Local Grocers Fight Shrinking Budgets

According to the Labor Department the consumer-price index has increased 0.5 percent, the most since June 2009, leaving households to face the challenge of purchasing necessities with limited budgets. Supermarket News reports, “Despite rising prices, the average American is spending 7 percent less each month on groceries and $94.60 on a routine trip compared to $98.70 in 2010. ” While limited trips to the store and barebone baskets hurt grocery stores of all sizes, it is the independent and local grocery shops that have to work harder to keep customers coming, and more importantly, spending.

What Are Grocery Stores Doing to Meet Shrinking Budgets

A simple solution in this time of shrinking budgets is for grocery stores to offer weekly specials and coupon deals. As Supermarket News notes, “41 percent of Americans are taking advantage of sales/coupons.” Consumers like to receive products for FREE, and if that isn’t possible, they like to get them next to nothing. Coupons are a simple and traditional way of enticing or marketing to your consumer who is living and buying on a budget. Such an approach seems to be highly adopted as “Marketers distributed 332 billion coupons for packaged goods in 2010, the largest quantity ever recorded in the U.S.,” according to NCH Marketing Services.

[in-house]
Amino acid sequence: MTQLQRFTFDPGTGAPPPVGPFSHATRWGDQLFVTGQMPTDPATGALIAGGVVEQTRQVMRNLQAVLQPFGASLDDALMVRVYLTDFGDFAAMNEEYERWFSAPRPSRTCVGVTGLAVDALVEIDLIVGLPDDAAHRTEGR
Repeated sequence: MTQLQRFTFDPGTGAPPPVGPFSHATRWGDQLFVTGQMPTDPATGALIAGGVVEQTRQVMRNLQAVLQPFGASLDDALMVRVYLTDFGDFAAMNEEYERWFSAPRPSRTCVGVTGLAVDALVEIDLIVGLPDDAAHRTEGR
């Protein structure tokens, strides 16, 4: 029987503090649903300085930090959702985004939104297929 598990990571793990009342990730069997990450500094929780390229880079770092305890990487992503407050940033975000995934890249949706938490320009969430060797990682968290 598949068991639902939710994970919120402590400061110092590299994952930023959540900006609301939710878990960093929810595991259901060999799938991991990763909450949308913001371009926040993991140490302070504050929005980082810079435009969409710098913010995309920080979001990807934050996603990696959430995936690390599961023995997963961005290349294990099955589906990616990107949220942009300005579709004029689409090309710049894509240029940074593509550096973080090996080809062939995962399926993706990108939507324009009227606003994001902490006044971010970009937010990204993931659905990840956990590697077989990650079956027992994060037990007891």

Beside weekly coupon inserts, grocery stores, like many other independent retailers, should also invest in a rewards program. Local grocers can learn from supermarkets, such as Stop & Shop. This supermarket chain in the Northeast, as part of its rewards club, offers one gas point for every dollar you spend. Earn 100 points, save $0.10 per gallon, for 200 and 300 points you save $0.20 and $0.30 a gallon respectively. Valid for 30 days, the points can be redeemed at any Stop & Shop gas station, or participating Shell Stations. It’s all about packaging. Don’t be discouraged by Gas Rewards. The key is to make your customer feel like you are giving them more for their money.

The next step is to get creative and interact with your customers in a new way. Take for instance, Winn-Dixie, which has launched a smartphone application, providing the weekly circular, as well as comparable sales of grocery stores in the surrounding area. The lesson to be learned from the supermarket’s investment in mcommerce, don’t be afraid to try new things, to reach your consumers in a new way, and most importantly, to illustrate to your customers that you have their best interest in mind.